02/27/2015 06:44 EST | Updated 04/29/2015 05:59 EDT

What Enterprise Startups Need Most of All


As a startup gains traction from initial prototype to credible sales, the founding team recognizes the critical need to bring onboard senior advisors and mentors to provide guidance as the startup enters the next phase of growth. While all startups require this guidance and mentorship, enterprise startups are the most in need.

In many respects, enterprise startups have a higher need for guidance and mentorship due to a number of factors in the enterprise space, including:

(1) Sales Process Duration: Unlike B2C startups where the sales process is short and requires less hand holding by B2C startups, enterprise startups endure the exact opposite. Sales processes are much longer (anywhere from six months to 12 months), and require a significant amount of startup sales resources to close an enterprise sale.

(2) Enterprise Complexity: Unlike B2C startups where only one decision maker usually needs to be sold on the purchase, enterprises, particularly multinationals, have multiple individuals and departments that are involved in the purchasing decision making. As such, an enterprise startup needs to have the patience and resources to work through the many corporate layers that go into enterprise purchasing decisions.

(3) Small Fish Within A Closely Held Network: As much as corporations have started to open up in the past few decades, selling to enterprise is like selling to an exclusive club. Sometimes opportunities are known to a few individuals with deep industry connections or are publicized to only a few select vendors making it difficult for an enterprise startup to penetrate without the right connections and personnel.

If enterprise startups have a higher need for guidance and mentorship to close enterprise sales, what are some characteristics that enterprise startups should look for in an enterprise grey hair? There are a number of factors that go into choosing the right enterprise grey hair, but of highest priority are the following characteristics:

(1) Deep Industry Experience: Deep industry experience doesn't constitute sitting behind the same desk and doing the same job for 20 years. For a truly effective enterprise grey hair, an individual should have extensive experience in a variety of senior leadership roles at a variety of companies within the industry or associated industries.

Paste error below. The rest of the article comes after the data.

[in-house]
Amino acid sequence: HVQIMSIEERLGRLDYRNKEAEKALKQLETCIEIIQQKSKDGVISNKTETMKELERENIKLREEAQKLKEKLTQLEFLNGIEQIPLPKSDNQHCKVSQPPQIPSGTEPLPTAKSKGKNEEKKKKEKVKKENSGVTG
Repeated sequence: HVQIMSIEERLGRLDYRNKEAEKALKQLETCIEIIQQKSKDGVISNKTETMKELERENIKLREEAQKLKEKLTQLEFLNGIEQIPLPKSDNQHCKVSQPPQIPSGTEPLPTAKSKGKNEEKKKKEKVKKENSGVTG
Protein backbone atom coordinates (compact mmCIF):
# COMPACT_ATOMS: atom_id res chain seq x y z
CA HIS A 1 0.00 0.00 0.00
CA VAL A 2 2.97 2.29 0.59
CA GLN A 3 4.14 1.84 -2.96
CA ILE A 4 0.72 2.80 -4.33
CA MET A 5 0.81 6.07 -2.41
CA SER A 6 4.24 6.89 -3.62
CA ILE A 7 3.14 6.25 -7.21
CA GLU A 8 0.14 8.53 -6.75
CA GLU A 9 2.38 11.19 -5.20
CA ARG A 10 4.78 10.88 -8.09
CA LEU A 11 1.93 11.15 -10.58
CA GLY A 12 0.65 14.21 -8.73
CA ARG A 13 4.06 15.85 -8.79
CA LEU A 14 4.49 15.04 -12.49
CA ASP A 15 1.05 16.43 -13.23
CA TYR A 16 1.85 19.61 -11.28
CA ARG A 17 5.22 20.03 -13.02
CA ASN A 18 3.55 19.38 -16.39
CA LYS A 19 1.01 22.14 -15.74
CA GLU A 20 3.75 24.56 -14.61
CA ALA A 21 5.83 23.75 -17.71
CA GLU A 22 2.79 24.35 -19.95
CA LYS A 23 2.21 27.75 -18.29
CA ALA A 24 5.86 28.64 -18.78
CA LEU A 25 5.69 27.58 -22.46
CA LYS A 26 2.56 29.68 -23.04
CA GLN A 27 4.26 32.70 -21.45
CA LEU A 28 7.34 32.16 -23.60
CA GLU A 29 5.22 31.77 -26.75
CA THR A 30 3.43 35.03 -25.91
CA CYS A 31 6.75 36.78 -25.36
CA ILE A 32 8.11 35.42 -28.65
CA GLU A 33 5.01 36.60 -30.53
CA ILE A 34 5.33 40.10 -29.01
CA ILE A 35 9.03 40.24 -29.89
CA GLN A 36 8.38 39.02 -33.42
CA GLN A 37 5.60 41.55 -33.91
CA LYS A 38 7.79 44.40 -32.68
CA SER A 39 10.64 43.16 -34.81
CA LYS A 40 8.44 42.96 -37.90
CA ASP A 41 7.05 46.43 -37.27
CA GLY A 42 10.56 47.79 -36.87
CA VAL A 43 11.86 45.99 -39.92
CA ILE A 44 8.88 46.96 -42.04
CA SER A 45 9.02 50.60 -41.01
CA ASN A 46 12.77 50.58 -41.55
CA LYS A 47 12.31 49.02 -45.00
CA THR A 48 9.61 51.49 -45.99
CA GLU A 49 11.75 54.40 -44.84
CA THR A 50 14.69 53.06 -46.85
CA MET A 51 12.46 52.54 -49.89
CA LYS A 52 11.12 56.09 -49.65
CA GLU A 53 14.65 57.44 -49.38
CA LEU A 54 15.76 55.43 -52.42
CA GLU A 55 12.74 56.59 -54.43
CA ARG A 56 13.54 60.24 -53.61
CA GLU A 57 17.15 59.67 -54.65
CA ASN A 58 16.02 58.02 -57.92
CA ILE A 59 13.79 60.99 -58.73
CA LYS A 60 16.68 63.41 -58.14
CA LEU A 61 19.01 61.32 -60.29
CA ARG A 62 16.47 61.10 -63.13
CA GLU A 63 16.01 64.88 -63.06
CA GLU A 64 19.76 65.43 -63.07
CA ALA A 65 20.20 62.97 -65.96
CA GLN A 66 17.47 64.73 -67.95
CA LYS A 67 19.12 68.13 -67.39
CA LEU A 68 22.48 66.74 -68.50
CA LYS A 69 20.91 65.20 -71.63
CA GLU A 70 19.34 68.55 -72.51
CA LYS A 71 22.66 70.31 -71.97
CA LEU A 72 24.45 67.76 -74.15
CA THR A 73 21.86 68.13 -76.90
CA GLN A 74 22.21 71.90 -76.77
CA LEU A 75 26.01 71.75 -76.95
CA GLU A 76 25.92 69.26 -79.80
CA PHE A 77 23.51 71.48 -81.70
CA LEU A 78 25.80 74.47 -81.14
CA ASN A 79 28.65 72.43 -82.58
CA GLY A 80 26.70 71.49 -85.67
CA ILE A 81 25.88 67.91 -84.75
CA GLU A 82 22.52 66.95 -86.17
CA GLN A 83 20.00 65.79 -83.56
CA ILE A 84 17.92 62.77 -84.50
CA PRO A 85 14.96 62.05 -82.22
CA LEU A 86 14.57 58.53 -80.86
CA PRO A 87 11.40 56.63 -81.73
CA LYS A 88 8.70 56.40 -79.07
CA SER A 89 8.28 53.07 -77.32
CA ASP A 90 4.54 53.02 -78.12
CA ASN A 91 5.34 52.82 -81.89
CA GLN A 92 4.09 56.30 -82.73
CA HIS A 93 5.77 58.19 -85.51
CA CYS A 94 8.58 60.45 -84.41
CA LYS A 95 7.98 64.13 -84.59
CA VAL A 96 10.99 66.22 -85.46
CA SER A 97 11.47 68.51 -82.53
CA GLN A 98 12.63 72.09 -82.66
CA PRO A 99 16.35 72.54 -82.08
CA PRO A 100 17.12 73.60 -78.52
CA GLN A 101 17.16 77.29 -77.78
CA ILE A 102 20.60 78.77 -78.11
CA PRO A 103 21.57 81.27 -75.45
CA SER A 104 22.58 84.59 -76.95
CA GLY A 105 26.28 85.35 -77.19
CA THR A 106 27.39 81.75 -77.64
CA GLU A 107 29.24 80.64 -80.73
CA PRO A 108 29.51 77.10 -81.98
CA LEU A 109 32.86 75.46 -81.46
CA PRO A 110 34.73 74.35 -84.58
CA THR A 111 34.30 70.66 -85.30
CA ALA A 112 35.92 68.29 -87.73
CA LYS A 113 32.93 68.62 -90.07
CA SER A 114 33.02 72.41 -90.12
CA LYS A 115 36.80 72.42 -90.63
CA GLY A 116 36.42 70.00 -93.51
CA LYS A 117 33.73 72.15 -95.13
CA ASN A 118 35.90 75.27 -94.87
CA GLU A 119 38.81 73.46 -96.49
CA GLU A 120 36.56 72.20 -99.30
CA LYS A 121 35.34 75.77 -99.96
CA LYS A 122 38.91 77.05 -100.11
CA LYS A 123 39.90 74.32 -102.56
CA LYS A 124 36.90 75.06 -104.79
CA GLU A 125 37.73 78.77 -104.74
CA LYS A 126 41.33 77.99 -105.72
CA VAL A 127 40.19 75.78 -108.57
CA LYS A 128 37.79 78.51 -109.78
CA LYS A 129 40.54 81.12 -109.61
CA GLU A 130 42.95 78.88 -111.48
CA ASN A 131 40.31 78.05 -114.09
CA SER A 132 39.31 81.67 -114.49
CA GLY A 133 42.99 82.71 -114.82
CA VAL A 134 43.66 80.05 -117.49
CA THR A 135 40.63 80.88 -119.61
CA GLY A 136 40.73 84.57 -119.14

(2) Deep Industry Contacts: An enterprise grey hair should have sufficient senior level industry contacts that can provide direct insight and advice to assist the enterprise startup in its sales process. Preferably, these industry contacts should be across corporate function in order to provide the enterprise startup with the most relevant and practical insights and advice possible.

(3) Deep Industry Knowledge: As with most business transactions, it is the undocumented knowledge that truly helps startups effectively manage their dealings with enterprise. A truly effective enterprise grey hair will have the in-depth and detailed knowledge of the "real" factors that go into corporate and industry decisions and how they can be truly influenced to the benefit of an enterprise startup.

(4) Mountain Guru Patience: An enterprise grey hair needs infinite patience and wisdom when working with enterprise startups. Not only must the enterprise grey hair be able to communicate between diametrically opposed business environments (e.g. corporate versus startup), they must also have the ability to impart knowledge and expertise to the enterprise startup in a non-condescending manner.

Choosing the right enterprise grey hair is a make or break decision for an enterprise startup. Considering the high barriers that enterprise startups need to overcome in order to achieve traction, the right enterprise grey hair can either help with growth or completely destroy the ability of a startup to reach the next level of growth.